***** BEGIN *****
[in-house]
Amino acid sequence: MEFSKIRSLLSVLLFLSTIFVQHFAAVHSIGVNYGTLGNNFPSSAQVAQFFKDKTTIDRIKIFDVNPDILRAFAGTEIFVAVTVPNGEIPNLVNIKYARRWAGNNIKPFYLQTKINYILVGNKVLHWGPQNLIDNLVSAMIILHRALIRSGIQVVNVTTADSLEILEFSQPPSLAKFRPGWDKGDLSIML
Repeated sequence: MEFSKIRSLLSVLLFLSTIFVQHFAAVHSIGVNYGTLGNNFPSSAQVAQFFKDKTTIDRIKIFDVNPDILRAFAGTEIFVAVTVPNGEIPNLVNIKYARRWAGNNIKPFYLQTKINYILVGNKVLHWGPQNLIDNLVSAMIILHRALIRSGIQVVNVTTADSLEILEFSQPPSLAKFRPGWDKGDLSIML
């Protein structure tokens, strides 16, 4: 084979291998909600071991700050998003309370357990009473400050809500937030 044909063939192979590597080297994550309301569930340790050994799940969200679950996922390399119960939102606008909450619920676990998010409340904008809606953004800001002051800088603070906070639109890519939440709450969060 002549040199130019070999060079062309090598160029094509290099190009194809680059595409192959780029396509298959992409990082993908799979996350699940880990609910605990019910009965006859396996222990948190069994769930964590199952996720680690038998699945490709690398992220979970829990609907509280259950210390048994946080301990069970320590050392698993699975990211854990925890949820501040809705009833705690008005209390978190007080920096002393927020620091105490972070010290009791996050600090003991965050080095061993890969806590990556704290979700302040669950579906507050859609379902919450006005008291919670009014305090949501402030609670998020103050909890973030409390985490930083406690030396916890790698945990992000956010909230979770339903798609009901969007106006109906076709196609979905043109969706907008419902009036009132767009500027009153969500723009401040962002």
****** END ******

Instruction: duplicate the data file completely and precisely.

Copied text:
[in-house]
Amino acid sequence: MEFSKIRSLLSVLLFLSTIFVQHFAAVHSIGVNYGTLGNNFPSSAQVAQFFKDKTTIDRIKIFDVNPDILRAFAGTEIFVAVTVPNGEIPNLVNIKYARRWAGNNIKPFYLQTKINYILVGNKVLHWGPQNLIDNLVSAMIILHRALIRSGIQVVNVTTADSLEILEFSQPPSLAKFRPGWDKGDLSIML
Repeated sequence: MEFSKIRSLLSVLLFLSTIFVQHFAAVHSIGVNYGTLGNNFPSSAQVAQFFKDKTTIDRIKIFDVNPDILRAFAGTEIFVAVTVPNGEIPNLVNIKYARRWAGNNIKPFYLQTKINYILVGNKVLHWGPQNLIDNLVSAMIILHRALIRSGIQVVNVTTADSLEILEFSQPPSLAKFRPGWDKGDLSIML
């Protein structure tokens, strides 16, 4: 084979291998909600071991700050998003309370357990009473400050809500937030 044909063939192979590597080297994550309301569930340790050994799940969200679950996922390399119960939102606008909450619920676990998010409340904008809606953004800001002051800088603070906070639109890519939440709450969060 002549040199130019070999060079062309090598160029094509290099190009194809680059595409192959780029396509298959992409990082993908799979996350699940880990609910605990019910009965006859396996222990948190069994769930964590199952996720680690038998699945490709690398992220979970829990609907509280259950210390048994946080301990069970320590050392698993699975990211854990925890949820501040809705009833705690008005209390978190007080920096002393927020620091105490972070010290009791996050600090003991965050080095061993890969806590990556704290979700302040669950579906507050859609379902919450006005008291919670009014305090949501402030609670998020103050909890973030409390985490930083406690030396916890790698945990992000956010909230979770339903798609009901969007106006109906076709196609979905043109969706907008419902009036009132767009500027009153969500723009401040962002």